Reviewed by: Margaret
Rating (out of 5): 4.5 stars
Note: While review will be spoiler free, it does make reference to previous books. If you haven’t started this series yet, check out VBC’s review of book 1, Moon Called.
Mercy Thompson, once again, has something that a group of Fae leaders wants. And, once again, they are willing to destroy her home and her pack to get it. The twist is that this time, it’s a person. Mercy agrees to protect a changeling named Aidan, also known as the Fire Touched. Aidan looks like the child he was when he was kidnapped by the Fae, but he’s actually centuries old. Spending all that time in Underhill changed him, giving him the ability to control fire. Some of the Fae are jealous of his power and want it for themselves.
Mercy’s very public offer of sanctuary creates tension within the pack, which leads Adam to a surprising declaration. It also strains the relationship between Adam’s pack and the Marrock, who has just finished dealing with the events of Dead Heat, and is trying to prevent a war between werewolves and Fae. I’m always intrigued by supernatural politics, but the way Patricia Briggs continues to add layers of implications from a single statement is truly impressive. Or truly frightening if you’re Mercy. She pretty accurately reflected the way I was feeling most of the time, while Bran and Adam seemed to be seeing more of the big picture.
I’m a big fan of books about the Fae in general, but Briggs’s Fae are older, scarier, and more other than most other versions. Which might be why I find them so fascinating. Fire Touched brings back some of the Fae we’ve met in previous books, like Beauclaire and Baba Yaga, and lets them show off a bit. Thomas Hao, a vampire introduced in Frost Burned, returns as well, though he’s keeping his special powers under wraps for now. But I’m most interested in Sherwood Post, a recent addition to the pack that Mercy gets to know a little better, and what his story might be.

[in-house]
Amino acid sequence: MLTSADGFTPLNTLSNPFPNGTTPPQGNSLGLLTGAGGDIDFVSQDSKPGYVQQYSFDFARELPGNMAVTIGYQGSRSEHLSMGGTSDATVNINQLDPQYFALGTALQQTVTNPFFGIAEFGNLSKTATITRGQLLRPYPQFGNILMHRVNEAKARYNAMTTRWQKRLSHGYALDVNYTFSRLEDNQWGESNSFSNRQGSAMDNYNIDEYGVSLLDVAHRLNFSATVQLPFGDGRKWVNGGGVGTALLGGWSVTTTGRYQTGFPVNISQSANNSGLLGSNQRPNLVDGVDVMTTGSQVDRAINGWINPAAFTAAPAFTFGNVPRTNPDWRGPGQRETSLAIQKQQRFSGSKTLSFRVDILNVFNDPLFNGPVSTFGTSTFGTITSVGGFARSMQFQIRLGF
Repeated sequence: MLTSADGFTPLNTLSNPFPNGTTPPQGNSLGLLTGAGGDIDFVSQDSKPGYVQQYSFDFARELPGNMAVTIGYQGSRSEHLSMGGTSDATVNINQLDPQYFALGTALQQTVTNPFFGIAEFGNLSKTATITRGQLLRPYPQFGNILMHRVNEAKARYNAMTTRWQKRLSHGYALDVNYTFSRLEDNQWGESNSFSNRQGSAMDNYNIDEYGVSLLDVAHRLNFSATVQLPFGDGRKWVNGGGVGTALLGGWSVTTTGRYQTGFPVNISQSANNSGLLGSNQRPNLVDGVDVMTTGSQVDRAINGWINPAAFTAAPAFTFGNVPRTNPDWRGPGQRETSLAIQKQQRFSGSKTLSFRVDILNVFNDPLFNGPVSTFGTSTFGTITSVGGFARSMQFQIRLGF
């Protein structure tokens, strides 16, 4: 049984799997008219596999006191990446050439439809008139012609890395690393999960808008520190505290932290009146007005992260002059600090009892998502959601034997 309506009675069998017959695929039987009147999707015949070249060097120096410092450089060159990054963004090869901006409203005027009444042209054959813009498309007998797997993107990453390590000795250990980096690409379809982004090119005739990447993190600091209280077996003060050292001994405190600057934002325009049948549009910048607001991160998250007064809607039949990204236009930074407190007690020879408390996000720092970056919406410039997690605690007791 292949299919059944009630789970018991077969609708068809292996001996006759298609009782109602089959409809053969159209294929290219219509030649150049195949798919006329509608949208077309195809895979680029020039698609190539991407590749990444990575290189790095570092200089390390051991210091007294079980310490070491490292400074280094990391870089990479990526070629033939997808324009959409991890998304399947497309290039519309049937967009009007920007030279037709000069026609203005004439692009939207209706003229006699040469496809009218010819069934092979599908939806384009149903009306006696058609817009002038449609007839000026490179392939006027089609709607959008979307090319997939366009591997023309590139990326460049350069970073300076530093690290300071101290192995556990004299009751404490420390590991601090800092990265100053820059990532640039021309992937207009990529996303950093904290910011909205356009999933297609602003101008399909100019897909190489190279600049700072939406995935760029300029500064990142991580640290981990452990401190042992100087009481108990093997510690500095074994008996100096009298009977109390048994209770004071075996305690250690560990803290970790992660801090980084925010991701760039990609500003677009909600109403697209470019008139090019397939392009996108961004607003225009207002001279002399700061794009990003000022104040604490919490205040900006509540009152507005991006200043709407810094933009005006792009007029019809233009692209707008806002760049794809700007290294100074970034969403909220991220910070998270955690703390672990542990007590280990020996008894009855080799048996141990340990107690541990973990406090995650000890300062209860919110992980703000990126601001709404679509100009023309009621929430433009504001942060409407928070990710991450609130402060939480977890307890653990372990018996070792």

I usually think of Mercy Thompson in the same “badass heroine” category as Chicagoland Vampires’s Merit or Kate Daniels. The fact that she winds up nearly dead at the end of so many of her books seems to support that notion. But looking back, I realize that her story is usually more about mystery and suspense than physical battles. (Although Fire Touched does start off with some great action scenes as Mercy, Adam and some of the wolves confront a troll.) What makes Mercy successful is not skill with a sword or magical powers, but her determination to do what she believes is right and her loyalty to her friends, her family, and her pack. It’s those qualities that guide her in Fire Touched and make this story of complex supernatural politics so relatable for us average human readers.
Sexual content: sex